When not being a brilliant expert in Portuguese football, Ben Shave works as a development officer at Supporters Direct, whose goal, in their words, “is to promote sustainable spectator sports clubs based on supporters’ involvement & community ownership.” It was in that capacity that Shave wrote an op-ed in today’s Guardian on a recent parliamentary committee meeting and group of fan workshops on supporters-owned clubs.
The highlight: Shave’s criticism of Football League chairman Greg Clarke’s remarks that supporters-owned clubs are at risk of losing money:
As long as English football governance lacks a comprehensive whole-game regulatory approach aimed at securing both the sustainable development of the game and its clubs, and supporter community engagement in the running of clubs, the unlevel playing field that puts sustainably run clubs at a disadvantage will endure. The current system incentivises irresponsible spending, encourages the acquisition of eye-watering debt, and allows “chasing the dream” to masquerade as a business plan. Clubs like Exeter, whose supporters’ trust has over 4000 members, are not relegated because they run out of money: the unlevel playing field is to blame.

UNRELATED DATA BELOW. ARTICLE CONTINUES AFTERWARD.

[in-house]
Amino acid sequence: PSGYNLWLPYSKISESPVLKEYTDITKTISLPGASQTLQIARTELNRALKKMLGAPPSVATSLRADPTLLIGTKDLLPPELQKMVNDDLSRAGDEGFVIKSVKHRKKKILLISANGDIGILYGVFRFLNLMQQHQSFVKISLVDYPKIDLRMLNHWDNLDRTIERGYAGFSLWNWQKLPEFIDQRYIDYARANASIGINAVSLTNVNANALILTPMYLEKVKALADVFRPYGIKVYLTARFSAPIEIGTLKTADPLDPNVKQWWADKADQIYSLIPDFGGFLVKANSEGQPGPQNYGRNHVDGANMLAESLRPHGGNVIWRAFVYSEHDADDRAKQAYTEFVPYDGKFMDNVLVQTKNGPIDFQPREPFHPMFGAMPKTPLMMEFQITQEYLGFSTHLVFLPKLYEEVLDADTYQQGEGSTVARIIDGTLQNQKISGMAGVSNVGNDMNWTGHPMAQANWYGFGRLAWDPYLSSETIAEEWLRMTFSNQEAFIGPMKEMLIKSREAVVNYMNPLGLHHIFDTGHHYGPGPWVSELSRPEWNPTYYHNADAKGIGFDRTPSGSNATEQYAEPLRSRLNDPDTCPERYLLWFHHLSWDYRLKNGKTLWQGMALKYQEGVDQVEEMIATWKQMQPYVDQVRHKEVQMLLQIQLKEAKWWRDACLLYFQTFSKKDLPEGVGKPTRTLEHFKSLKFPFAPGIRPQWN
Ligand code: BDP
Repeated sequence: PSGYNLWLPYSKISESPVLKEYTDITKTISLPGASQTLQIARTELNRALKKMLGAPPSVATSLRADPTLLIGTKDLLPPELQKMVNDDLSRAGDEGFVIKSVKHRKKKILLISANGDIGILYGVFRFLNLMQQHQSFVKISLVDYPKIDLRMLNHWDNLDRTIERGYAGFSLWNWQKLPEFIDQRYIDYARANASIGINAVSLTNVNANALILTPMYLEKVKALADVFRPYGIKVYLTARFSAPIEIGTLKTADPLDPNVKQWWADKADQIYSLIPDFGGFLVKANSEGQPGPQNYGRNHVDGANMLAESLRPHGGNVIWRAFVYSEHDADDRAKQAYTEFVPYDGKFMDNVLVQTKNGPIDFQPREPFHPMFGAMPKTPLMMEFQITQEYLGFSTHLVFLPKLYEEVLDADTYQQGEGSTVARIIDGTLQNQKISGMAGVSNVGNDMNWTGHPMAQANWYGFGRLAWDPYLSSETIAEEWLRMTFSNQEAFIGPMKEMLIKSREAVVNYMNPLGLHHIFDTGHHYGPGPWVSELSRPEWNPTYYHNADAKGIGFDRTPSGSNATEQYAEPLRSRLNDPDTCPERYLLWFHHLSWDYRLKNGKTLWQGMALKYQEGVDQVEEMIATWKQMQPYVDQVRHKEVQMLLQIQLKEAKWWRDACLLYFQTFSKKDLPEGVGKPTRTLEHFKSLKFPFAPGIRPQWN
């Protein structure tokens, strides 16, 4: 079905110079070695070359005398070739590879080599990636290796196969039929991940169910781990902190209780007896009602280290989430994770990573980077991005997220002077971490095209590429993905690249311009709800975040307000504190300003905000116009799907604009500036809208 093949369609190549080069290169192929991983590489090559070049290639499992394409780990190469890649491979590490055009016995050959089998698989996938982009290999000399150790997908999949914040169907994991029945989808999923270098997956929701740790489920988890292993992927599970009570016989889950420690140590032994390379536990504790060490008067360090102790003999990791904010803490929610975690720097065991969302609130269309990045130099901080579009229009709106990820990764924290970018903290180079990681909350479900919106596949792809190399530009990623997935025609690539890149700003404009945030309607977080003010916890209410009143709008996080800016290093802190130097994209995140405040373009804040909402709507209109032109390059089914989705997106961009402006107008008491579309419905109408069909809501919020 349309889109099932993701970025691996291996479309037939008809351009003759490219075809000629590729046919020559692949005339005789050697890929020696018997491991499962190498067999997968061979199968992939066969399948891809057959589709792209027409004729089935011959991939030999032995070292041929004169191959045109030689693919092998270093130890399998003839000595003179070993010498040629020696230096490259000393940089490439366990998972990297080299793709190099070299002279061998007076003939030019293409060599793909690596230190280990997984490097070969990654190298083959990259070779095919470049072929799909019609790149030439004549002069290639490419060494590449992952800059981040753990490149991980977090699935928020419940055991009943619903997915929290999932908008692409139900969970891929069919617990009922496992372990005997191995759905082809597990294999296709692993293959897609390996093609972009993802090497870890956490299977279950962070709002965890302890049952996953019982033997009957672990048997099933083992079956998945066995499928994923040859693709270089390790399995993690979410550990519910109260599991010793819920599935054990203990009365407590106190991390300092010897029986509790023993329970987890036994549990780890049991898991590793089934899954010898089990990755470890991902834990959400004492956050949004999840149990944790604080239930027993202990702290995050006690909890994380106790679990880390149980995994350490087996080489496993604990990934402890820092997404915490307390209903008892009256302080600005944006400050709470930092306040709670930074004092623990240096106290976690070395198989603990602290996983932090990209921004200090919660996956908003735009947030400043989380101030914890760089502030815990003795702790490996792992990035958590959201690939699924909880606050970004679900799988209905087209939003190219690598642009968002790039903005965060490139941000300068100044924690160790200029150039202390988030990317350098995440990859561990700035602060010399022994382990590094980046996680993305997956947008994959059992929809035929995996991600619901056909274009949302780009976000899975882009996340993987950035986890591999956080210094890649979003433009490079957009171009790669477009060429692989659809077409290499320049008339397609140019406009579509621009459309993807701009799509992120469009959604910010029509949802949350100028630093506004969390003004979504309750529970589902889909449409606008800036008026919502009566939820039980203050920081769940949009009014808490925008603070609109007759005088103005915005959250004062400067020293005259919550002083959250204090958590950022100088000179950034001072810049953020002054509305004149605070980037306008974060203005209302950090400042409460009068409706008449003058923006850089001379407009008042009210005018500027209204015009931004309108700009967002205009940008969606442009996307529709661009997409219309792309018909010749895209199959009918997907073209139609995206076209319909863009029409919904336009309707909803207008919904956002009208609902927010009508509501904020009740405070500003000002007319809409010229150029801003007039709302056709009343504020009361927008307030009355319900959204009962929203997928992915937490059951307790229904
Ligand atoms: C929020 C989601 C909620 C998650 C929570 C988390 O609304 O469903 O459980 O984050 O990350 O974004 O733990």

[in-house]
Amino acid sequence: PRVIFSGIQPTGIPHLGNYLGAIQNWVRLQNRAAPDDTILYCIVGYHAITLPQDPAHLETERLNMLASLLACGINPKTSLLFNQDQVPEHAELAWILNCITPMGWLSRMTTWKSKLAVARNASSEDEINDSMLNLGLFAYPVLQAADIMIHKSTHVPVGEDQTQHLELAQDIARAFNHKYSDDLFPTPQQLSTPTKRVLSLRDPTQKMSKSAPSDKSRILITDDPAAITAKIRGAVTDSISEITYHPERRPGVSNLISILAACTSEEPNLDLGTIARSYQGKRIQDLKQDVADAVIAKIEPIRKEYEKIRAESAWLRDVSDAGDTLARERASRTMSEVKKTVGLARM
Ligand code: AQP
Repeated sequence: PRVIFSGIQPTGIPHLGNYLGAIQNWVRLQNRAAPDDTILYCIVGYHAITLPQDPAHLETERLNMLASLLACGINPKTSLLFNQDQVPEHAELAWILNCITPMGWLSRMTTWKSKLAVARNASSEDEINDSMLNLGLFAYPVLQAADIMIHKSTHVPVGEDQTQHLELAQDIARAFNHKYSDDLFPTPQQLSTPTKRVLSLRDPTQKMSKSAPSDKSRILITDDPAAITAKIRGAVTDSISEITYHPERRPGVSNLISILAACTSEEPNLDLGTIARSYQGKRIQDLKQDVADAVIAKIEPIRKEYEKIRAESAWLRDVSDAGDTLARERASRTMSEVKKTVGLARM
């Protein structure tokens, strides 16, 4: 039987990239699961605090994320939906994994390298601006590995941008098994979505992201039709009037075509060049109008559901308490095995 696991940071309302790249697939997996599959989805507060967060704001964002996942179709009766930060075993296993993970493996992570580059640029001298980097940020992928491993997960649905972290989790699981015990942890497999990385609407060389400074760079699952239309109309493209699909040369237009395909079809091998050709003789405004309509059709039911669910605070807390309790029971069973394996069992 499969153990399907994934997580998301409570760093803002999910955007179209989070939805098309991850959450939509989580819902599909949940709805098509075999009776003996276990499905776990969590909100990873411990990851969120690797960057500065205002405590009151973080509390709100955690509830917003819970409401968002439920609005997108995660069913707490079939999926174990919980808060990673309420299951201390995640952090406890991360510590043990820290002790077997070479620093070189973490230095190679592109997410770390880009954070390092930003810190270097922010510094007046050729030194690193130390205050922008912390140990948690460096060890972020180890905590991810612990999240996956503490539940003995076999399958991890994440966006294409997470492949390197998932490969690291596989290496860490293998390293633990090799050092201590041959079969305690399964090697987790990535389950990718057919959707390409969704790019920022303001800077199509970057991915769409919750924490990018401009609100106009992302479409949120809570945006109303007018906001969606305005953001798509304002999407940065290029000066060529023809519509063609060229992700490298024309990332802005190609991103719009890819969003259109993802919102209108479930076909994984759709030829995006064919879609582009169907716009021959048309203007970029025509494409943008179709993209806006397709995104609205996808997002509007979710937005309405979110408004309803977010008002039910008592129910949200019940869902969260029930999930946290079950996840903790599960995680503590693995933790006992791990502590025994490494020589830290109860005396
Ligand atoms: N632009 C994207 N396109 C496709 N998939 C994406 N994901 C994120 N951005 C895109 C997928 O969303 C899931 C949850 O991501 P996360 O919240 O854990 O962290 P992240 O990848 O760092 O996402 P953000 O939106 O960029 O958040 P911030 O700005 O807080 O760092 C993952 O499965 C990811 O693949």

This is why these Supporters Direct initiatives are so important, because, united by a common agenda, these groups can have a strong voice in pushing for a financial model that respects grassroots football as a kind of community trust, rather than as a business.
As I’ve exhaustively written on this blog before, in a league that levies heavy financial punishment on clubs that fail to compete (relegation), whilst showering money on clubs that do manage to succeed (relegation), promoting a model which allows wealthy investors to spend in excess of club turnover on player transfers in the hope of overnight success and increased revenues promotes player wage inflation. It is, in economic terms a vicious cycle, a “race to the bottom.” It has left countless clubs facing administration at best, economic ruin at worst.
The current set-up cries out for better, centralized relegation to preserve English football’s rich heritage, and to promote small, local clubs as community-owned assets, rather than vanity-projects for irresponsible investors. Only a united Supporters group can push for these changes.
You can visit Supporters Direct for more information here.